• If your kids are in a moment, and you want to capture it, the important thing is to not interrupt them, and to not ask them to change their actions or behaviour or to repeat an action more than once.

  • Behaving like the paparazzi, and peppering them with photos and a phone or camera in their face non-stop. Take a few quick photos, put your phone or camera down and just engage and play with them for a few minutes, and then pick up your camera again - this is the approach I take during my sessions as well (I put my camera down a lot, and engage with the kids as much as I can in between moments).


Tip #3

You gotta be QUICK!

This point goes hand in hand with number 2 - you gotta be quick.

If you miss the moment, that's it.

This can be really gosh darn hard if your only camera is a smart phone - these cameras are not great in low light! If you are using a camera phone (and want to avoid blurry photos) then make sure you set your kids up in a really bright spot.  PRO-TIP: the best spots inside are right next to a window (the bigger the better). Try to avoid taking photos with the window behind them, make sure you are either standing next to the window or with your back to the window.


Tip #4

Get down on their level.

Have you ever noticed that whenever HRH Wills + Kate are disciplining their children, or heck even talking to them (when in public anyway) that they ALWAYS get down on the same level as their kids?

This is for a very good reason - it psychologically helps your kids feel safer, more in control and that you are willing to engage with them and give your full attention to them.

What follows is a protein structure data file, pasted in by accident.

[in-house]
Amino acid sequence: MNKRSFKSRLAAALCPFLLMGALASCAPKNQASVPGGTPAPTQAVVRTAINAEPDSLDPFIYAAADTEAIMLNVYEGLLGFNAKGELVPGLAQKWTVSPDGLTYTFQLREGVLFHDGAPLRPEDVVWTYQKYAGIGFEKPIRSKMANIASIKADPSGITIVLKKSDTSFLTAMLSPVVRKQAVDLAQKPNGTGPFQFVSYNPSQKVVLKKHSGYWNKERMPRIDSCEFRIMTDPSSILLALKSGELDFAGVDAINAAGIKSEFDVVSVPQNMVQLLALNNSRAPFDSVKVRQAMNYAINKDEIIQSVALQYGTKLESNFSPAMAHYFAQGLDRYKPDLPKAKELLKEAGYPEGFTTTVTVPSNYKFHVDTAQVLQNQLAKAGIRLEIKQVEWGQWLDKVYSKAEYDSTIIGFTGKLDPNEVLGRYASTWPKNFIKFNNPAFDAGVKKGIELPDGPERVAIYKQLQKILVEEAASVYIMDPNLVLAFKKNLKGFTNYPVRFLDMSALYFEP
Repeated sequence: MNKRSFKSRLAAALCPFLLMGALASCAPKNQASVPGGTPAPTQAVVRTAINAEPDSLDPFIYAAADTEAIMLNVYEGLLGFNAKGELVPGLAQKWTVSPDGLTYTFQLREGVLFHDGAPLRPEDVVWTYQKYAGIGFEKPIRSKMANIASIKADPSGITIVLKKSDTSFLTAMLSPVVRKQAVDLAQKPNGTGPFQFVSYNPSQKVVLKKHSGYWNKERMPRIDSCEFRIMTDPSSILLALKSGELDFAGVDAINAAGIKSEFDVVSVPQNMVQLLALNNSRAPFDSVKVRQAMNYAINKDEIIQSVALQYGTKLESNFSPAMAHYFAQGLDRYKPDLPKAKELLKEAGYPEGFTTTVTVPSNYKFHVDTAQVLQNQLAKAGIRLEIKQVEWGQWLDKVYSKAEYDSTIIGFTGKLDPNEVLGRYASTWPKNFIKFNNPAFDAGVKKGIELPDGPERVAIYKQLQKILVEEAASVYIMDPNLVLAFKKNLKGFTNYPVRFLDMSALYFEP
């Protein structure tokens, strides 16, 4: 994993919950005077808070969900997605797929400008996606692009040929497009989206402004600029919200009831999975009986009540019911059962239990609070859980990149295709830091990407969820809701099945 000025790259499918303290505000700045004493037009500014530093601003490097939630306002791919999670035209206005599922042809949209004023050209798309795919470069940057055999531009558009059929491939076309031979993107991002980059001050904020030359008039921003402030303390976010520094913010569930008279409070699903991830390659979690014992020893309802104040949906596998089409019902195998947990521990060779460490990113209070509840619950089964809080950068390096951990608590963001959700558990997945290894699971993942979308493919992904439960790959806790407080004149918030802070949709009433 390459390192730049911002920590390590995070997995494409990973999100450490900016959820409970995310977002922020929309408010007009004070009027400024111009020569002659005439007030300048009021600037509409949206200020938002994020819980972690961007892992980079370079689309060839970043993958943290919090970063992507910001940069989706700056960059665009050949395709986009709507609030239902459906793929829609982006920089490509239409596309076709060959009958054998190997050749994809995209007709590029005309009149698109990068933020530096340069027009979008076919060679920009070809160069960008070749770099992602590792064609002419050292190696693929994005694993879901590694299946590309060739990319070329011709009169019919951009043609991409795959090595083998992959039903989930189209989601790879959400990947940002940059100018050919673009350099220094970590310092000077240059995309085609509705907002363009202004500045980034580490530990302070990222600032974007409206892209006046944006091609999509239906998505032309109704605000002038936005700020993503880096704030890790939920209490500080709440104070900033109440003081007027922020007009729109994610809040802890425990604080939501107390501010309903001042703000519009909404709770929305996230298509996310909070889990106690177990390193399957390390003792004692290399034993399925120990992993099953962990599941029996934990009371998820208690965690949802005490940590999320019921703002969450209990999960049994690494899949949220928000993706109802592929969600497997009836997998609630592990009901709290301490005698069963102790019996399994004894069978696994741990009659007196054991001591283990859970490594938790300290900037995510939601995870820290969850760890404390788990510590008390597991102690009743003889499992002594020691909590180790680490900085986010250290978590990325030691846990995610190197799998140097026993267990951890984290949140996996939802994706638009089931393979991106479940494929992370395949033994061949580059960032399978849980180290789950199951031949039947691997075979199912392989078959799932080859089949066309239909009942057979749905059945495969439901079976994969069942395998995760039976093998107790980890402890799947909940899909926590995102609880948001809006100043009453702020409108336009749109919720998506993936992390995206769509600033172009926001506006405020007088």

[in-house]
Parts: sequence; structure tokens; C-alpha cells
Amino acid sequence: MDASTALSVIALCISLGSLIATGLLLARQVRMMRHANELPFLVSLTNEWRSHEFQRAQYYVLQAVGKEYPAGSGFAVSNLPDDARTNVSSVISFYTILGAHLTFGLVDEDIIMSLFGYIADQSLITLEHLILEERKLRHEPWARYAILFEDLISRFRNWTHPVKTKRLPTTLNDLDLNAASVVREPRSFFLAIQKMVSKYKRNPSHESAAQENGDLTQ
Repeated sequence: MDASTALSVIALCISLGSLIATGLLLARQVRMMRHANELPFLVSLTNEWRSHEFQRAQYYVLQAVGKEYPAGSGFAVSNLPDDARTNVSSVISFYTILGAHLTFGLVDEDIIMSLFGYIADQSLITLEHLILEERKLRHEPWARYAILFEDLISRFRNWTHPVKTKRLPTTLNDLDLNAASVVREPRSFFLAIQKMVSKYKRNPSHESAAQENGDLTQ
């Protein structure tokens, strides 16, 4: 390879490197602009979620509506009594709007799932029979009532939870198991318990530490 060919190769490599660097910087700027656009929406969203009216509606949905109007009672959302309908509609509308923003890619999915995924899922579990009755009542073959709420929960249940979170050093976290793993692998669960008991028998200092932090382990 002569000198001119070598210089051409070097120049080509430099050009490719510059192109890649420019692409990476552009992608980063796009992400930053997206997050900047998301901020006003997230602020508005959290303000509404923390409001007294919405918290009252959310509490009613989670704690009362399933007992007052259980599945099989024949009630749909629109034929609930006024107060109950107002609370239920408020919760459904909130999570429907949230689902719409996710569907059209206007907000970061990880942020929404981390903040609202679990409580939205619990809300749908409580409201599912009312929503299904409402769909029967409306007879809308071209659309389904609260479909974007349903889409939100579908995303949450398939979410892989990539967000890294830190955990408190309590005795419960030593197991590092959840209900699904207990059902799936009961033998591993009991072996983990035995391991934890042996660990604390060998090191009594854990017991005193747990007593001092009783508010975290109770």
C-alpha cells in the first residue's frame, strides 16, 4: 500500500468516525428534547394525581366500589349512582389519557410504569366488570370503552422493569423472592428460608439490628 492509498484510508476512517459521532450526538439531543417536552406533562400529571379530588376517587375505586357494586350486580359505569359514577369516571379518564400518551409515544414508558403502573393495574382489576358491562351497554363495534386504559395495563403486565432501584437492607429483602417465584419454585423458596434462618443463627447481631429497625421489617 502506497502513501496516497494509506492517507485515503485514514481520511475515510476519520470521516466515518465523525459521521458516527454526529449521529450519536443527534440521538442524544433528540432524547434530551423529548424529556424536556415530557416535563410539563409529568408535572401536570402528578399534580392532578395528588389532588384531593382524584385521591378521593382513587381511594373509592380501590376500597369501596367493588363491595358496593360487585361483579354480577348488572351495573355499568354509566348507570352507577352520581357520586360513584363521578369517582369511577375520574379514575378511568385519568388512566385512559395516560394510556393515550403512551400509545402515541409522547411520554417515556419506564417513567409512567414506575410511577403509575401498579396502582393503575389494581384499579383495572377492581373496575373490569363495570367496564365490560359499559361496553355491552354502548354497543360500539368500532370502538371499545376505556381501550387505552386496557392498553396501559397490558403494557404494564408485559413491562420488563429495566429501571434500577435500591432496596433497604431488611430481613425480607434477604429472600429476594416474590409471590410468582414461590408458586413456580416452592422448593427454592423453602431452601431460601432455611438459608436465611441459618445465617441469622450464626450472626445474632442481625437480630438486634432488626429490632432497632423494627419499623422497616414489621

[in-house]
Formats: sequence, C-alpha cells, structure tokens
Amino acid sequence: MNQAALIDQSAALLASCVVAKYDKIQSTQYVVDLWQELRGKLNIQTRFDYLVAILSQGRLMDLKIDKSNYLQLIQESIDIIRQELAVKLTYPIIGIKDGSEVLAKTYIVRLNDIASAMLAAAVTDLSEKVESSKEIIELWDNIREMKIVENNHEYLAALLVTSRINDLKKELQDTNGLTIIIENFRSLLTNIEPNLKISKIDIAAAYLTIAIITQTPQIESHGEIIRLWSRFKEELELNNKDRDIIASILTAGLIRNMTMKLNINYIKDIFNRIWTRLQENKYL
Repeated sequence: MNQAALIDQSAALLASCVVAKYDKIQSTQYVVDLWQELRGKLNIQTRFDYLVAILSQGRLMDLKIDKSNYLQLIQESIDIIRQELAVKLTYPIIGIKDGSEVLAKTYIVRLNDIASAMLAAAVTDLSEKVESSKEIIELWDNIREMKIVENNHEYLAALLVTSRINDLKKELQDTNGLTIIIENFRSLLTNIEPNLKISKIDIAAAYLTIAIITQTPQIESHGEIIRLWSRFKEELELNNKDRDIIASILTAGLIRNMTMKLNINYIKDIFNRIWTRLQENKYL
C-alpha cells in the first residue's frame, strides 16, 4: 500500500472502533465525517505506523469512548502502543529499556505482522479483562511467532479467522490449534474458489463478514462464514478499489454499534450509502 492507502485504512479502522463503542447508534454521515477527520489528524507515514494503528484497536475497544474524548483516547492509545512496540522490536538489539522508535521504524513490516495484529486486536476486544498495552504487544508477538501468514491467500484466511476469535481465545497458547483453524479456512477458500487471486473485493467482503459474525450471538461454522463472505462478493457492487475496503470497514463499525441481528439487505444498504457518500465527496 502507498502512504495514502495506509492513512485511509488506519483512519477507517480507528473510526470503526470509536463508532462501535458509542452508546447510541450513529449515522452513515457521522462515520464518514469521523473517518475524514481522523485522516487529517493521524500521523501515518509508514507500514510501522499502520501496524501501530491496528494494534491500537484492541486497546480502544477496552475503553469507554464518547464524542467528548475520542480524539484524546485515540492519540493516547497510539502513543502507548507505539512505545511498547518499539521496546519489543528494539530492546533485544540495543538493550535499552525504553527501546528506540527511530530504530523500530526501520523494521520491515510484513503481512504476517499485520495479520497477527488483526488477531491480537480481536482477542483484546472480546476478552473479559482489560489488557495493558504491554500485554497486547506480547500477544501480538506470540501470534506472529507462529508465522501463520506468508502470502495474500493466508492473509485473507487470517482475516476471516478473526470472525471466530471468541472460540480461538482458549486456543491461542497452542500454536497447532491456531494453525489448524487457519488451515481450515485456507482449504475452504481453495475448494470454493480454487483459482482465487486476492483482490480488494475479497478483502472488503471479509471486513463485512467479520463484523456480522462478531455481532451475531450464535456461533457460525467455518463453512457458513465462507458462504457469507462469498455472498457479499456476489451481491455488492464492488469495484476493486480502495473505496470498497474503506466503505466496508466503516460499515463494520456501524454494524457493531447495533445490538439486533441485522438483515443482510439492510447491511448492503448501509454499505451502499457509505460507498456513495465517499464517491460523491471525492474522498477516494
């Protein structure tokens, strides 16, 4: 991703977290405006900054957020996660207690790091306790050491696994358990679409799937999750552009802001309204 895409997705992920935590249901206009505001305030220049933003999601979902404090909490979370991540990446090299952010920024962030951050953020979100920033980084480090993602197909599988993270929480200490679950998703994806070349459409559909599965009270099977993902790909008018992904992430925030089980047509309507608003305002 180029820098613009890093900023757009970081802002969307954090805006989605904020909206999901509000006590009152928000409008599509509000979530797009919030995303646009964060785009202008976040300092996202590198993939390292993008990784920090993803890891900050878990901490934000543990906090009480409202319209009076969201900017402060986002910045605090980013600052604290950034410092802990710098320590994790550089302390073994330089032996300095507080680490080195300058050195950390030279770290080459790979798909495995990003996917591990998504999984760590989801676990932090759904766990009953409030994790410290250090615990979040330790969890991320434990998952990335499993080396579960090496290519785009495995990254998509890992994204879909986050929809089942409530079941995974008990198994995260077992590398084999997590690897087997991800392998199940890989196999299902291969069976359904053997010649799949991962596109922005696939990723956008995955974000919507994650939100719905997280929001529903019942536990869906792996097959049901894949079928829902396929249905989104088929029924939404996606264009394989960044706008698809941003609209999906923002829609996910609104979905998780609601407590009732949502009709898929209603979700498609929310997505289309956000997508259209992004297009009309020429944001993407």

It helps when you are taking photos of them too, I know that a kids desire to engage with me in the camera triples the second I get down on the same level as them and give them my full attention. They love it!


Tip #5

Use lots of different perspectives.

Your kids definitely don't need to look at the camera in every single photo, and you'll often get better results if you can photograph them engaged in an activity.

So next time they are building something with Lego, grab your phone and take a photo from 5 different perspectives.

No idea what I mean? Here's a few ideas:

  1. A birds eye view, from way above their head looking down over them soyou can see their head, hands + Lego all spread out everywhere;

  2. A photo from the side;

  3. A close up photo of their hands playing with the Lego;

  4. A photo of their concentration face;

  5. A photo from the other side of the room.

See how easy that was? And there are so many other ways you could take photos of this moment - without disturbing them ONCE.  And when you are done, you will have *at least* 5 awesome photos that tell a much more complete story.


Tip #6 [Bonus]

Delete the word 'Cheese' from your vocabulary.

Unless it's in the context of eating it, obviously!

But this word causes the FAKEST. and WEIRDEST smiles in kids!

To get natural smiles and laugher, try tickling them with one hand while you take photos with the other, making fart noises at them, asking them silly questions, pretending to hurt yourself, pretending their high fives hurt you - anything that makes them laugh!

It's best to act like a kid when you are taking photos of them - so get down on their level and have fun with them ;)


Did you enjoy this post?

If you found this post helpful I'd LOVE to hear from you in the comments below, and if you are interested in getting more photography tips + tricks from me make sure you join my VIP tribe (and don't forget to pin this post to your fave Pinterest board so you never forget about it!).

Lexi xx